PurelyFunctional.tv Newsletter 363: Learn to build and deploy a single-page application

Issue 363 - February 03, 2020 · Archives · Subscribe

Single-Page Application Course Launch 🚀

I've been hard at work creating a new course. The course is in a new format. It's project based, so we build something real and specific out of a set of tools. Think of it like a Lego kit. The kit shows you what you will build. It gives you all the pieces you will need. And it gives you instructions. You build the kit, you learn something, then you can add all the pieces to your collection. The kit leaves you a little bit more capable, with more pieces and skills. That's the idea behind these courses.

In my new course, you can learn to build an in-browser Markdown editor with live preview. We use shadow-cljs (with npm) and Netlify to host it. Check out the free introduction video.

The course launches on Wednesday, but if you're a member, you already have access. Watch it here.

Book update 📖

Chapter 6 is out! Buy it now: Grokking Simplicity.

Also, the liveBook is ready for prime time! This means you can preview the content of the book before buying and you can read it online after you buy. Amazing!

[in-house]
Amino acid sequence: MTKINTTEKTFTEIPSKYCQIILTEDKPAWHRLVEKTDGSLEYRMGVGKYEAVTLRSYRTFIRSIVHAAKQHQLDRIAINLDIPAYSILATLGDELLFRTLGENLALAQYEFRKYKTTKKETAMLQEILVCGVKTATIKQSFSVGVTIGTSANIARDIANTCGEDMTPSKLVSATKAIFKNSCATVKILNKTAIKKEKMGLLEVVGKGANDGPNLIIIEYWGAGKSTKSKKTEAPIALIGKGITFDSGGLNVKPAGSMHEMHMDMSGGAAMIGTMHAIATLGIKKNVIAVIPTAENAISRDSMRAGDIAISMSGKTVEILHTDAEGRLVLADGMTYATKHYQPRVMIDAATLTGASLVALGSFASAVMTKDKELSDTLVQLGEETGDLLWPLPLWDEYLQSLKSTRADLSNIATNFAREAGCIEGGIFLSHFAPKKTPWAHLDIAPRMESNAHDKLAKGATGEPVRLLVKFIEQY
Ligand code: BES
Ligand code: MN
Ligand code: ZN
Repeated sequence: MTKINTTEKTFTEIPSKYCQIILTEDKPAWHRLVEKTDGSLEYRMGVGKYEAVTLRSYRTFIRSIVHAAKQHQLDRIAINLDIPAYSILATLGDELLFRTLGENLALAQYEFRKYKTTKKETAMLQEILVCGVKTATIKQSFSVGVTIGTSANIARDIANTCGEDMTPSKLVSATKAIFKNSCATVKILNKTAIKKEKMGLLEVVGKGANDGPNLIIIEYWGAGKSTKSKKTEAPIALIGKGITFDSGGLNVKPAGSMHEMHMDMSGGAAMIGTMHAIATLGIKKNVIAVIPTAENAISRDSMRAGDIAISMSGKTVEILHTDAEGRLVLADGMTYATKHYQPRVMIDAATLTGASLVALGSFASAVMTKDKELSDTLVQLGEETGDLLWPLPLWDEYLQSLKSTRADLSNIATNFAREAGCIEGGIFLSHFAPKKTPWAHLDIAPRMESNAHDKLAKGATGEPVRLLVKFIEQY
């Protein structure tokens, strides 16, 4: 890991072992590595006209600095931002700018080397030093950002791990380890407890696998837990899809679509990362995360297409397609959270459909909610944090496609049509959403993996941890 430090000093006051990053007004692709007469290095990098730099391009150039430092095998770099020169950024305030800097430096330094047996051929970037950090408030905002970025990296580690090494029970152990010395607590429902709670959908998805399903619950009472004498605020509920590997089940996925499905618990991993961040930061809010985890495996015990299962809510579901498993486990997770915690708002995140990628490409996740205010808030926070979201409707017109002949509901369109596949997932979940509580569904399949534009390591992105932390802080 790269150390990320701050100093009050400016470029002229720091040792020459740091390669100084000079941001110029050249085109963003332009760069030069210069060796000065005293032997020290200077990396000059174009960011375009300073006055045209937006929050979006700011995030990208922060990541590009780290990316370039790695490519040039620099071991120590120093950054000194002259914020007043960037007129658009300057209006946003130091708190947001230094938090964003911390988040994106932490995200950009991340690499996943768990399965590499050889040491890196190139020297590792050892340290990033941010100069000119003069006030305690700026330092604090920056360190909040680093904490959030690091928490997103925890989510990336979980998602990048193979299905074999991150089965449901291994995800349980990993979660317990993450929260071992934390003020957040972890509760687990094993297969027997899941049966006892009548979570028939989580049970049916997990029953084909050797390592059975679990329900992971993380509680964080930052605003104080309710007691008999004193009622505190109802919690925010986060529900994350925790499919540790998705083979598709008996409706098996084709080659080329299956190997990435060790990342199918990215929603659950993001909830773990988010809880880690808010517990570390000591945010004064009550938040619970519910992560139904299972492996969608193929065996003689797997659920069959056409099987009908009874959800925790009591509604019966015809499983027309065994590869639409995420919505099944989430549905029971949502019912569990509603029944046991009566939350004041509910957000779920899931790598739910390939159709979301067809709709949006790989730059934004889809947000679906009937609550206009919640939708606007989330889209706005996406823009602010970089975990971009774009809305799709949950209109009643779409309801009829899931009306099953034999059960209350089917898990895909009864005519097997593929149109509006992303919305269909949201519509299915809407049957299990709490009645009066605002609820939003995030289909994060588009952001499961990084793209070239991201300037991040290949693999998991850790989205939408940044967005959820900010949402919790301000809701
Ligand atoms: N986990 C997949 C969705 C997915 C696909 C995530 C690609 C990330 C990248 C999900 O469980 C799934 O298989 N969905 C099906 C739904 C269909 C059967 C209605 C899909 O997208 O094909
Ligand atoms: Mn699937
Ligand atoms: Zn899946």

You can buy the book and use the coupon code TSSIMPLICITY for 50% off.

Podcast episode🎙

A new episode for Season 3 is ready. In it, we are reading from The Early History of Smalltalk by Alan Kay. Listen/watch/read here. Be sure to subscribe and tell your friends.

Clojure Challenge 🤔

Last week's challenge

The challenge in Issue 362 was a function to parse query strings of a URL. You can see the [submissions](https://gist.github.com/ericnormand/78a3541fdb01b70d 176293242d7f5781).

You can leave comments on these submissions in the gist itself. Please leave comments! You can also hit the Subscribe button to keep abreast of the comments. We're all here to learn.

This week's challenge

Moving average

Very often, your dataset represents real measurements over time. There's a clear trend in the data, but it's muddied by the noise in each data point. One way to focus on the trend is to perform a moving average. Each data point is the average of the n points around it (the window).

Your task is to write a function that takes a sequence of numbers and returns a sequence of weighted averages. Make n (the window size) an argument.

As usual, please reply to this email and let me know what you tried. I'll collect them up and share them in the next issue. If you don't want me to share your submission, let me know.

Rock on!
Eric Normand